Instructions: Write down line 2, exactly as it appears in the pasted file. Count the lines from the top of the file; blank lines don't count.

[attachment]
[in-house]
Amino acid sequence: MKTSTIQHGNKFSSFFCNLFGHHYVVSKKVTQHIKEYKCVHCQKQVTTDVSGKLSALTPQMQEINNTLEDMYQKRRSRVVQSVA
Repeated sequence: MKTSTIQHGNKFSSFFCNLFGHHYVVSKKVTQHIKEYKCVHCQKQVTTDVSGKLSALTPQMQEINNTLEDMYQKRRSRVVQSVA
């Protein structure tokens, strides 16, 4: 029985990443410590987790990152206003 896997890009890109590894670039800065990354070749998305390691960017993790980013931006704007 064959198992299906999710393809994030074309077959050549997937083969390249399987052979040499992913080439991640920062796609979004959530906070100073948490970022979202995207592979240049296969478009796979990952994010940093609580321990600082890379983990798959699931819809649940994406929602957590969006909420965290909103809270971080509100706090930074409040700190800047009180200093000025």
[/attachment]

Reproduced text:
Amino acid sequence: MKTSTIQHGNKFSSFFCNLFGHHYVVSKKVTQHIKEYKCVHCQKQVTTDVSGKLSALTPQMQEINNTLEDMYQKRRSRVVQSVA